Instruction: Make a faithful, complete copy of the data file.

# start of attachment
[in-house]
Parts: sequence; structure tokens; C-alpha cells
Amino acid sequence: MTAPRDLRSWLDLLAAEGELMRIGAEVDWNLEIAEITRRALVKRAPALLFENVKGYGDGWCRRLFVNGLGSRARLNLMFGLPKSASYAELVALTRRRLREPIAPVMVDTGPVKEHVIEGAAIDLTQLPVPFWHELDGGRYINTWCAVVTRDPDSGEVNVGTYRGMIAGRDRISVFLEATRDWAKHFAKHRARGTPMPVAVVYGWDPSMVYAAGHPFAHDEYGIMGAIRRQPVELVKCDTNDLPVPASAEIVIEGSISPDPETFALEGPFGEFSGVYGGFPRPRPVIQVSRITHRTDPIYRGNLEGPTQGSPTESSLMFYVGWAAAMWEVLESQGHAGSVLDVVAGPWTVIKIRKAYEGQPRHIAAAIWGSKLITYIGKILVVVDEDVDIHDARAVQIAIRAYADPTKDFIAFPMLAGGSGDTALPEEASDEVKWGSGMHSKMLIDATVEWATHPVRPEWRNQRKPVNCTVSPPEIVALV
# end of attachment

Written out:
[in-house]
Parts: sequence; structure tokens; C-alpha cells
Amino acid sequence: MTAPRDLRSWLDLLAAEGELMRIGAEVDWNLEIAEITRRALVKRAPALLFENVKGYGDGWCRRLFVNGLGSRARLNLMFGLPKSASYAELVALTRRRLREPIAPVMVDTGPVKEHVIEGAAIDLTQLPVPFWHELDGGRYINTWCAVVTRDPDSGEVNVGTYRGMIAGRDRISVFLEATRDWAKHFAKHRARGTPMPVAVVYGWDPSMVYAAGHPFAHDEYGIMGAIRRQPVELVKCDTNDLPVPASAEIVIEGSISPDPETFALEGPFGEFSGVYGGFPRPRPVIQVSRITHRTDPIYRGNLEGPTQGSPTESSLMFYVGWAAAMWEVLESQGHAGSVLDVVAGPWTVIKIRKAYEGQPRHIAAAIWGSKLITYIGKILVVVDEDVDIHDARAVQIAIRAYADPTKDFIAFPMLAGGSGDTALPEEASDEVKWGSGMHSKMLIDATVEWATHPVRPEWRNQRKPVNCTVSPPEIVALV